The coronavirus pandemic has caused a big drop in traffic on St. Louis-area roads, and that’s been helpful for the region’s street and transportation departments.
“It makes it much easier for them to get equipment and materials to and from the job site, as well as it makes the job sites much safer for everyone to work in, which increases productivity,” said Joel Cumby, the construction engineer for the Illinois Department of Transportation’s District 8, which includes the Metro East.
For IDOT, the biggest benefit was along Interstate 255, Cumby said. Four miles of the roadway is currently closed for a complete rebuild, but the pavement on the section that remains open was deteriorating quickly.
“We were able to jump down into the south section, have some lane closures, get the additional pavement repairs performed, get them completed, and that will allow us to stay on schedule with that project,” Cumby said.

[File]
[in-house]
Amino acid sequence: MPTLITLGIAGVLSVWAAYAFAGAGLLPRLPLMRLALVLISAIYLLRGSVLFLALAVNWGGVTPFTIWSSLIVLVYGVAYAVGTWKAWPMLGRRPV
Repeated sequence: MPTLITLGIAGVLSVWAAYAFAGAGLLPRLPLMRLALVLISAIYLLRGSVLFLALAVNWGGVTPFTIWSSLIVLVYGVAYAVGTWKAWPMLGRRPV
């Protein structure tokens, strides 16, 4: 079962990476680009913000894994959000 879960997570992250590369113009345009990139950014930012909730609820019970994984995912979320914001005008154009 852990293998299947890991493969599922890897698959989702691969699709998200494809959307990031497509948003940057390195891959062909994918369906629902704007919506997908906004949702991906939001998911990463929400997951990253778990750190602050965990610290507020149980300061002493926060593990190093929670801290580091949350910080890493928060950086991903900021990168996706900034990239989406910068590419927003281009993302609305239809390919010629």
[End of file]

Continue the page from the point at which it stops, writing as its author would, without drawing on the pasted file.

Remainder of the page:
In Missouri, contractors with the state’s transportation department have been able to work longer hours, which means projects will be completed sooner. And in St. Louis, crews have been able to pave downtown streets torn up by utility work.
“One benefit to more people staying home these days is that there are fewer people on the roads. So, we’re able to take advantage of that and the warmer weather to get started on this much needed work,” St. Louis Mayor Lyda Krewson said in a statement announcing the paving early this month.
But the pandemic has actually made it harder for crews to do paving work in St. Louis County, said transportation department spokesperson Dave Wrone. Most of the work is in residential areas, he said, and there are more cars parked on the streets because more people are at home.
The biggest issue for road construction workers in both Missouri and Illinois has been speeders. While volume on Illinois highways was down 40 percent in April compared to last year, the people who were on the roads were frequently speeding. Officials in both states clocked drivers going above 100 mph in work zones. Missouri is also seeing an increase in distracted drivers.
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